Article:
This is easiest to do if you are holding the PCB vertically by the edges between your thumb and little finger and you use one of your middle fingers on the same hand to apply a bit of pressure to the centre spar of the socket. Your other hand, of course, is needed for the iron.

Once you have the socket on perfectly flat and with two opposite corners soldered, you then have all the time in the world to solder the other 38 pins.

Your soldering looked greatly improved the last time we saw some, so just remember, heat both pin and pad with iron for several seconds, dab solder on hot joint, remove solder, remove iron.

Slothie 21st Apr 2020 10:04 am

Re: Zx81
 
The best thing for cleaning off rosin flux residue is 99% isopropyle alchohol which is cheap on eBay and has the advantage over other solvents in that it doesnt attack most plastics including importantly PCB materials. Be careful about kitchen cleaners claiming to be IPA because they are usually lower in concentration and may contain other chemicals.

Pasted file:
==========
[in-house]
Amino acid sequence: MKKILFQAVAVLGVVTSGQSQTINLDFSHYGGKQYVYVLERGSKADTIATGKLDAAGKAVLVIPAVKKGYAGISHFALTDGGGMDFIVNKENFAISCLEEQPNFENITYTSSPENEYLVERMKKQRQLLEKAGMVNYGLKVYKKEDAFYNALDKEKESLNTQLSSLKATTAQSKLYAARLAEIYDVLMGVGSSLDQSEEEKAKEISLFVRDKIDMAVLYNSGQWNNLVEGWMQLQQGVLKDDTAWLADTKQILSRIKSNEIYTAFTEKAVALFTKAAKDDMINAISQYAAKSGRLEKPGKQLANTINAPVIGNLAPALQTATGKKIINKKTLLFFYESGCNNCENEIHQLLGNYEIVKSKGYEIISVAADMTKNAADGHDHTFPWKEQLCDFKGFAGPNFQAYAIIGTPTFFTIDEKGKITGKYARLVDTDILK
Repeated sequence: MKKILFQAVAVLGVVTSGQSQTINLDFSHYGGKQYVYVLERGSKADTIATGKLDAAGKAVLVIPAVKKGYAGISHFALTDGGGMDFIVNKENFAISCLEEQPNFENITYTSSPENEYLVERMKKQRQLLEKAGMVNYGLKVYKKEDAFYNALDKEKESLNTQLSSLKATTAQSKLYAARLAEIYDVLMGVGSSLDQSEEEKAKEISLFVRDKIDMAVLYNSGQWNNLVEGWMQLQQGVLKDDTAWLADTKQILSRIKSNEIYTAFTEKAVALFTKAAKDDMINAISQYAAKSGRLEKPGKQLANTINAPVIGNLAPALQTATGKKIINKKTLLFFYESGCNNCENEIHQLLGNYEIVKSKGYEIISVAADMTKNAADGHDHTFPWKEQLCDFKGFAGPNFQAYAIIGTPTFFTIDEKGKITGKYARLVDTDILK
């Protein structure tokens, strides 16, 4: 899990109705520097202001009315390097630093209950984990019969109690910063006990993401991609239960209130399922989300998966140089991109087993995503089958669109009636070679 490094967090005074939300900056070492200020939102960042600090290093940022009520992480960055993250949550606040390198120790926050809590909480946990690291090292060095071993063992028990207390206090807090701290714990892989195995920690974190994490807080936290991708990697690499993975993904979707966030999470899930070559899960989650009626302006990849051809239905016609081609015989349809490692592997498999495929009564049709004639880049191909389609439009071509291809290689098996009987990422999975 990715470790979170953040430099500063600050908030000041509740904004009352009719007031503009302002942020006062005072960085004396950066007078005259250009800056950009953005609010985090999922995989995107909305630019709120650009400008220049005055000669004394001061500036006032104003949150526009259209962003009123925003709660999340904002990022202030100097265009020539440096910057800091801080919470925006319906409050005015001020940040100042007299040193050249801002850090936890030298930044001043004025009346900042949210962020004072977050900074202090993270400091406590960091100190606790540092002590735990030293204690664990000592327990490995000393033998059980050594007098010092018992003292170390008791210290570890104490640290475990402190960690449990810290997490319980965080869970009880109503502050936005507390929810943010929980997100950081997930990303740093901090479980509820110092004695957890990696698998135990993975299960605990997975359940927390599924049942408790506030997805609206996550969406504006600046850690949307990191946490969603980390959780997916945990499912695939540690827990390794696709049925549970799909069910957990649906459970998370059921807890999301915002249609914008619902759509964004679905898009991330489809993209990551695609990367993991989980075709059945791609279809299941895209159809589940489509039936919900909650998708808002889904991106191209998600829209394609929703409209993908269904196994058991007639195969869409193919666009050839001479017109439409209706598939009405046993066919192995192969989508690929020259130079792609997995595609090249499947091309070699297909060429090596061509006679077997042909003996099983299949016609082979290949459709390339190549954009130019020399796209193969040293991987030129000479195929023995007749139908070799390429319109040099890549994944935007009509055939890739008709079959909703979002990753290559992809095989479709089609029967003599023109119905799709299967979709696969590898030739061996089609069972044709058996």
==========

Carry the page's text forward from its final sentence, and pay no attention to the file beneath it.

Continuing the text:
SiriusHardware 21st Apr 2020 10:11 am

Re: Zx81
 
I use IPA here at work for that purpose, but I was assuming John wouldn't have any handy. At the moment it's not just a simple matter of strolling out to the shop to get stuff. (A pharmacist might have some, I guess).

I was thinking maybe something like nail varnish remover or some other common household solvent. It has to be something which won't lift the screen printing or the red solder-resist (come to think of it, nail varnish remover probably will).

John Earland 21st Apr 2020 10:21 am

Re: Zx81
 
Quote:

Originally Posted by SiriusHardware (Post 1237319)
I use IPA here at work for that purpose, but I was assuming John wouldn't have any handy. At the moment it's not just a simple matter of strolling out to the shop to get stuff. (A pharmacist might have some, I guess).

I was thinking maybe something like nail varnish remover or some other common household solvent. It has to be something which won't lift the screen printing or the red solder-resist (come to think of it, nail varnish remover probably will).

Thanks everyone - I do have some 99.9% Isopropyl alcohol -acquired before the lockdown! I shall give it a go!